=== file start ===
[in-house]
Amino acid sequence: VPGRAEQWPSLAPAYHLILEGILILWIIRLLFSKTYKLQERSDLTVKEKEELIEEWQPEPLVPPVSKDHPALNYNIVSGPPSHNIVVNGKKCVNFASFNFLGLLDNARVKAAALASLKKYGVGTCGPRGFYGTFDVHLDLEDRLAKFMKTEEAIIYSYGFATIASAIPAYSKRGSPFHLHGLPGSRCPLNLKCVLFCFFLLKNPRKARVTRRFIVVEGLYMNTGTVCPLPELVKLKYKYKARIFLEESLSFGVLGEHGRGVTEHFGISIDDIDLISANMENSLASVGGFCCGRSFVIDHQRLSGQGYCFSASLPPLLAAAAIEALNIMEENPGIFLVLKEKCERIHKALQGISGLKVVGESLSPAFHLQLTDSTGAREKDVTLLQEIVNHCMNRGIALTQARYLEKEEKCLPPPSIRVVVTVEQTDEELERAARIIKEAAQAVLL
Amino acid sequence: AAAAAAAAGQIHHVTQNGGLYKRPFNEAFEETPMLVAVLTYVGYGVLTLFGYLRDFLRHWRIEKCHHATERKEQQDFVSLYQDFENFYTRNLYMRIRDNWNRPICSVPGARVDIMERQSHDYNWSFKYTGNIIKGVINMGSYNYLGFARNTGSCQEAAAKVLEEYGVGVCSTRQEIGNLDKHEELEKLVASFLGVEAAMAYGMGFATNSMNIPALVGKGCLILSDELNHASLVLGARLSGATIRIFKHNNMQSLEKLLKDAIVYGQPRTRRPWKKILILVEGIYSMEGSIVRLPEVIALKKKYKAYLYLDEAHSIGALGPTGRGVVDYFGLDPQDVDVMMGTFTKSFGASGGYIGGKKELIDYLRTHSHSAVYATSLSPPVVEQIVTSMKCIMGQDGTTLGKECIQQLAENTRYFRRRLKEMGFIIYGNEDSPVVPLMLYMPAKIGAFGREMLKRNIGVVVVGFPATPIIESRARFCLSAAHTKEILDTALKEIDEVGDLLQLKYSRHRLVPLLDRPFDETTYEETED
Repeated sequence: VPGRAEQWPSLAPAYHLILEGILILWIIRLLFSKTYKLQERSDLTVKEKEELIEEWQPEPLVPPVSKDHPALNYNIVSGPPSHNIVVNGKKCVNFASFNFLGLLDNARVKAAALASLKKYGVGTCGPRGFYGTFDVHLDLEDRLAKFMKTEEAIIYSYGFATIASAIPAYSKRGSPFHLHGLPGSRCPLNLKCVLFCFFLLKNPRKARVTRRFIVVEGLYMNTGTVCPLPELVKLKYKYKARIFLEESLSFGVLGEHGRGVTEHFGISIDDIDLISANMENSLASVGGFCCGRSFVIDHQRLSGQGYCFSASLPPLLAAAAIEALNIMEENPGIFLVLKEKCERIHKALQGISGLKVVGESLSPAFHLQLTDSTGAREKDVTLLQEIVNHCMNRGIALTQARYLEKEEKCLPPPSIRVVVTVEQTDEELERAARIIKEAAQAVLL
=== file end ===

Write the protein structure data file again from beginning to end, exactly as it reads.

[in-house]
Amino acid sequence: VPGRAEQWPSLAPAYHLILEGILILWIIRLLFSKTYKLQERSDLTVKEKEELIEEWQPEPLVPPVSKDHPALNYNIVSGPPSHNIVVNGKKCVNFASFNFLGLLDNARVKAAALASLKKYGVGTCGPRGFYGTFDVHLDLEDRLAKFMKTEEAIIYSYGFATIASAIPAYSKRGSPFHLHGLPGSRCPLNLKCVLFCFFLLKNPRKARVTRRFIVVEGLYMNTGTVCPLPELVKLKYKYKARIFLEESLSFGVLGEHGRGVTEHFGISIDDIDLISANMENSLASVGGFCCGRSFVIDHQRLSGQGYCFSASLPPLLAAAAIEALNIMEENPGIFLVLKEKCERIHKALQGISGLKVVGESLSPAFHLQLTDSTGAREKDVTLLQEIVNHCMNRGIALTQARYLEKEEKCLPPPSIRVVVTVEQTDEELERAARIIKEAAQAVLL
Amino acid sequence: AAAAAAAAGQIHHVTQNGGLYKRPFNEAFEETPMLVAVLTYVGYGVLTLFGYLRDFLRHWRIEKCHHATERKEQQDFVSLYQDFENFYTRNLYMRIRDNWNRPICSVPGARVDIMERQSHDYNWSFKYTGNIIKGVINMGSYNYLGFARNTGSCQEAAAKVLEEYGVGVCSTRQEIGNLDKHEELEKLVASFLGVEAAMAYGMGFATNSMNIPALVGKGCLILSDELNHASLVLGARLSGATIRIFKHNNMQSLEKLLKDAIVYGQPRTRRPWKKILILVEGIYSMEGSIVRLPEVIALKKKYKAYLYLDEAHSIGALGPTGRGVVDYFGLDPQDVDVMMGTFTKSFGASGGYIGGKKELIDYLRTHSHSAVYATSLSPPVVEQIVTSMKCIMGQDGTTLGKECIQQLAENTRYFRRRLKEMGFIIYGNEDSPVVPLMLYMPAKIGAFGREMLKRNIGVVVVGFPATPIIESRARFCLSAAHTKEILDTALKEIDEVGDLLQLKYSRHRLVPLLDRPFDETTYEETED
Repeated sequence: VPGRAEQWPSLAPAYHLILEGILILWIIRLLFSKTYKLQERSDLTVKEKEELIEEWQPEPLVPPVSKDHPALNYNIVSGPPSHNIVVNGKKCVNFASFNFLGLLDNARVKAAALASLKKYGVGTCGPRGFYGTFDVHLDLEDRLAKFMKTEEAIIYSYGFATIASAIPAYSKRGSPFHLHGLPGSRCPLNLKCVLFCFFLLKNPRKARVTRRFIVVEGLYMNTGTVCPLPELVKLKYKYKARIFLEESLSFGVLGEHGRGVTEHFGISIDDIDLISANMENSLASVGGFCCGRSFVIDHQRLSGQGYCFSASLPPLLAAAAIEALNIMEENPGIFLVLKEKCERIHKALQGISGLKVVGESLSPAFHLQLTDSTGAREKDVTLLQEIVNHCMNRGIALTQARYLEKEEKCLPPPSIRVVVTVEQTDEELERAARIIKEAAQAVLL